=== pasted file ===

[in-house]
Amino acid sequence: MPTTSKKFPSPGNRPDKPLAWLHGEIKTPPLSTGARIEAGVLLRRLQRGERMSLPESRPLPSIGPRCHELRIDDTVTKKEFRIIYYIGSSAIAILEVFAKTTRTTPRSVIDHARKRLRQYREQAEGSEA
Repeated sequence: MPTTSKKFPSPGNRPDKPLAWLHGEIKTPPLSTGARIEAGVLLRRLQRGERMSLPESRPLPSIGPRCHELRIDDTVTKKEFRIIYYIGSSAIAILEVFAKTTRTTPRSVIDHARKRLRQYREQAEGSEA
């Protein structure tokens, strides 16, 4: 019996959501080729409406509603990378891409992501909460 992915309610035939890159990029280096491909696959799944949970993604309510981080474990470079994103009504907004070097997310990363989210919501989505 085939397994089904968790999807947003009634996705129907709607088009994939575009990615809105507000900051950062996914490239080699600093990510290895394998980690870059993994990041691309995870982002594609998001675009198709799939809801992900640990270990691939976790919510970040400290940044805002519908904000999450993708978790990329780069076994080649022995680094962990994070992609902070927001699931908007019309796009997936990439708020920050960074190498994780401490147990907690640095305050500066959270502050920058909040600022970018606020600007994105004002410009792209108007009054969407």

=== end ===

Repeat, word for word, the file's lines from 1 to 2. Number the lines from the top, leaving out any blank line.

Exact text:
[in-house]
Amino acid sequence: MPTTSKKFPSPGNRPDKPLAWLHGEIKTPPLSTGARIEAGVLLRRLQRGERMSLPESRPLPSIGPRCHELRIDDTVTKKEFRIIYYIGSSAIAILEVFAKTTRTTPRSVIDHARKRLRQYREQAEGSEA